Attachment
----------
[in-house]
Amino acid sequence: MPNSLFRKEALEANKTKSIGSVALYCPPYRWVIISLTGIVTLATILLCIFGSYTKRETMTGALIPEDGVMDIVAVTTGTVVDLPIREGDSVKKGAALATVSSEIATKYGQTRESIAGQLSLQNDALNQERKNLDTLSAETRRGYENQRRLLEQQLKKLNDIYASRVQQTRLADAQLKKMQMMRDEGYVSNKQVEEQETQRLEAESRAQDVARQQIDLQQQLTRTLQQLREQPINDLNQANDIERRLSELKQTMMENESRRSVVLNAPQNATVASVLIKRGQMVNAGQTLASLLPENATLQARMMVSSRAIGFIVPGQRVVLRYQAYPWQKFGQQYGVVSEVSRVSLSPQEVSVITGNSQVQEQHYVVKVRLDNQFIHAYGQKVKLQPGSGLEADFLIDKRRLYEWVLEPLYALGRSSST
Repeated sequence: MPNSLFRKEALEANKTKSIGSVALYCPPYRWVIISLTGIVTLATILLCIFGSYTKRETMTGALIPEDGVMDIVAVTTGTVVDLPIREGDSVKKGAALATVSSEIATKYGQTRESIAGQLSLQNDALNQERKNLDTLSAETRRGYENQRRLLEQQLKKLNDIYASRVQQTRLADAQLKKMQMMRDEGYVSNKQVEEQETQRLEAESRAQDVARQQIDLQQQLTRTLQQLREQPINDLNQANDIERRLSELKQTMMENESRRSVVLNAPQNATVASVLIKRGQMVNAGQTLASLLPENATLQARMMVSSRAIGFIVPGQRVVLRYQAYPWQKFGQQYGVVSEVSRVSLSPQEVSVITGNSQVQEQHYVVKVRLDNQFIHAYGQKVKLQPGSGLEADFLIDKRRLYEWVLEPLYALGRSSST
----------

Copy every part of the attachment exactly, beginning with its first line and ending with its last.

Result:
[in-house]
Amino acid sequence: MPNSLFRKEALEANKTKSIGSVALYCPPYRWVIISLTGIVTLATILLCIFGSYTKRETMTGALIPEDGVMDIVAVTTGTVVDLPIREGDSVKKGAALATVSSEIATKYGQTRESIAGQLSLQNDALNQERKNLDTLSAETRRGYENQRRLLEQQLKKLNDIYASRVQQTRLADAQLKKMQMMRDEGYVSNKQVEEQETQRLEAESRAQDVARQQIDLQQQLTRTLQQLREQPINDLNQANDIERRLSELKQTMMENESRRSVVLNAPQNATVASVLIKRGQMVNAGQTLASLLPENATLQARMMVSSRAIGFIVPGQRVVLRYQAYPWQKFGQQYGVVSEVSRVSLSPQEVSVITGNSQVQEQHYVVKVRLDNQFIHAYGQKVKLQPGSGLEADFLIDKRRLYEWVLEPLYALGRSSST
Repeated sequence: MPNSLFRKEALEANKTKSIGSVALYCPPYRWVIISLTGIVTLATILLCIFGSYTKRETMTGALIPEDGVMDIVAVTTGTVVDLPIREGDSVKKGAALATVSSEIATKYGQTRESIAGQLSLQNDALNQERKNLDTLSAETRRGYENQRRLLEQQLKKLNDIYASRVQQTRLADAQLKKMQMMRDEGYVSNKQVEEQETQRLEAESRAQDVARQQIDLQQQLTRTLQQLREQPINDLNQANDIERRLSELKQTMMENESRRSVVLNAPQNATVASVLIKRGQMVNAGQTLASLLPENATLQARMMVSSRAIGFIVPGQRVVLRYQAYPWQKFGQQYGVVSEVSRVSLSPQEVSVITGNSQVQEQHYVVKVRLDNQFIHAYGQKVKLQPGSGLEADFLIDKRRLYEWVLEPLYALGRSSST